Sunday, September 2, 2012

Safari, Sherry, and So-Longs

Hello again, friends and family! Today is Sunday of Labor Day weekend, and I imagine America is enjoying the last real weekend of summer. I sincerely hope everyone is eating lots of barbeque, corn on the cob, and ICE CREAM! Here in Kaunda (and yes, I will post this from my site thanks to my fancy new internet modem that goes with our new cell phone network and allows me to get on the internet in my bedroom), I am spending a lazy Sunday catching up on grading, lesson planning, and yes, blog post writing.

So what’s been going on? Since my last update, I feel like I have had quite a month and a half! As I mentioned, my mom came over to visit at the beginning of August. It was great! After meeting her in Johannesburg, we went to Kruger National Park in eastern South Africa where we spent 3 days spotting elephants, lions, giraffes, hippos, and maybe leopard eyes at night… but that is up for debate. The lodge was beautiful, right outside the park. In the morning we could sit on the upstairs deck and watch elephants coming to the river, and at night we were treated to wonderful South African meats (which I ate- I am now a ravenous meat-eater, if you didn’t know!). From there, we flew on to Cape Town, where we spent a few rainy-ish days wandering the city doing all the good tourist stuff. After Cape Town, my mother braved the left side of the road and drove us to Hermanus, known for its whale watching. We took a great “cliff hike,” and saw many whales out in the ocean. From Hermanus, we hopped on the Garden Route and stopped at Knysna, another nice touristy town, and ended up in Port Elizabeth after stopping at one more elephant park along the way. All in all, a great trip and a wonderful way to spend some time with my mom! I think she enjoyed herself, despite my insistence on only eating or staying places where we could watch the Olympics.

After such a great trip, getting back to site was a stressful occurrence. I lost my Mozambican SIM card in South Africa, and was just overall worried about going back to loneliness after vacation. My mom gave me a good pep talk (even though she ended up being the teary one upon saying goodbye… or maybe that was both of us), and I was able to by a new card in Tete City before going back up to site. Good thing I did, too, because upon arrival, I was met by some upsetting news and was happy to be able to call someone for support.

When I leave site, I generally leave Harriet at my director’s house, where his wife takes care of her. Generally they just keep her tied up the whole time, but since she’d been running free lately and I really didn’t want her to spend that long of a time on a rope, I told them it was okay to let her be free.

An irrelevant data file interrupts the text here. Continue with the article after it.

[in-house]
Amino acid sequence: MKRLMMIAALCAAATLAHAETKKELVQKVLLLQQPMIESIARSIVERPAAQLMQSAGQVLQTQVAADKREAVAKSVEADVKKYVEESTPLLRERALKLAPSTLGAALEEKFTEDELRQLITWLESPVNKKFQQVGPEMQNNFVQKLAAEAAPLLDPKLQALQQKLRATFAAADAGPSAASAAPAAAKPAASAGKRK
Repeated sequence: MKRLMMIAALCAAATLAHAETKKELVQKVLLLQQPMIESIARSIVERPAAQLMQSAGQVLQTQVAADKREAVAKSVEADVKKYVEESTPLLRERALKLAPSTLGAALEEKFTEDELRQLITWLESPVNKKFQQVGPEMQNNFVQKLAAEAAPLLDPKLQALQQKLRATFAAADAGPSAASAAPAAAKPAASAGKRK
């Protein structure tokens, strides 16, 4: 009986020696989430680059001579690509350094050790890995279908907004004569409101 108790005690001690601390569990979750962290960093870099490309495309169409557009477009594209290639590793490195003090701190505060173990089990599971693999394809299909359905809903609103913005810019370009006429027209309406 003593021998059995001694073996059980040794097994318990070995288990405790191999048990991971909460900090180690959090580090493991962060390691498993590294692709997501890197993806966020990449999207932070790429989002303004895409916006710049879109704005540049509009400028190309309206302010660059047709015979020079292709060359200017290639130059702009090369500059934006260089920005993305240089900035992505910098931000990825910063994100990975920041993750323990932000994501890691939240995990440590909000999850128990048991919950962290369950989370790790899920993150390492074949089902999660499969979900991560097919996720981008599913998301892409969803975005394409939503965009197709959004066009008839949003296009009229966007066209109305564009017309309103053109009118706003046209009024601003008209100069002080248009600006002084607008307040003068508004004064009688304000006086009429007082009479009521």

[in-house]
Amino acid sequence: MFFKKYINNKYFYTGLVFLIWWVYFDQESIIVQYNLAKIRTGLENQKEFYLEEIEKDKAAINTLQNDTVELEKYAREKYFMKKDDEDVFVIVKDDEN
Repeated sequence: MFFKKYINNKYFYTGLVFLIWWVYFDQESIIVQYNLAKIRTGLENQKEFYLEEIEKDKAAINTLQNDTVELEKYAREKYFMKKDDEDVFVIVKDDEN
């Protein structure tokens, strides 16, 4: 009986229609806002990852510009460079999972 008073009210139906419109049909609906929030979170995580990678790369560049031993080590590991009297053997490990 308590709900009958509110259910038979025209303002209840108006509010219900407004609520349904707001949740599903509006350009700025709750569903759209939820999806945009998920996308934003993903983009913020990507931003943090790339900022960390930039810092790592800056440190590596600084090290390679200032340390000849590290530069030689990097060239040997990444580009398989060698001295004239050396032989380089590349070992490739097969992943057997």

As soon as I got to site, one of my students ran up to help me carry my bags. We chatted a bit, and I asked him, “And my dog, she’s still alive?” kind of jokingly. “She died!” he responded, with a huge smile. “You’re kidding, right? You are lying?” I asked him. “No, she died. A car. Okay, goodbye, Teacher.”

This is what I had been afraid of. I unlocked my house and headed over to the director’s house to see if it was true, and sure enough, just one look at my director’s wife’s face and I knew. She told me she had been taking good care of her, but she ran out the street one day and was hit by a semi. It was apparently only 4 days before I got back. I couldn’t really ask more questions as I knew I would start crying, and I had a hunch that crying was not something that would not be acceptable for the death of a dog in Mozambique. This was confirmed when people proceeded to bring up how my dog died in any type of conversation I had in the next few days. Besides a few colleagues who recognized that this dog was like my child, very few people seemed to think it was anything more than just something that happened. While the first week was rough, and I still miss Harriet, I have come to terms with the fact that she did live a much better 8 months with me than she would have otherwise, and I am very thankful to not have been there to witness it. A goodbye was coming in November anyway, but I am very sad our time together was cut short.

Despite the loss of my little companion, third trimester was already in full swing and it was time to get back to work! One of my colleagues had attempted to give some of my classes while I was gone, but between his busy schedule and a lack of participation at the beginning of the trimester, I had a lot of catching up to do. It felt very good to get back to teaching, though, and I think the students were really happy to have me back. Because of the provincial exams taking up the last 3 weeks of the trimester, a 2 week break, and me missing the beginning of the new trimester, I had not given actual lessons since June! It came right back, though, and I have been working hard to make these last classes I give in Mozambique good ones.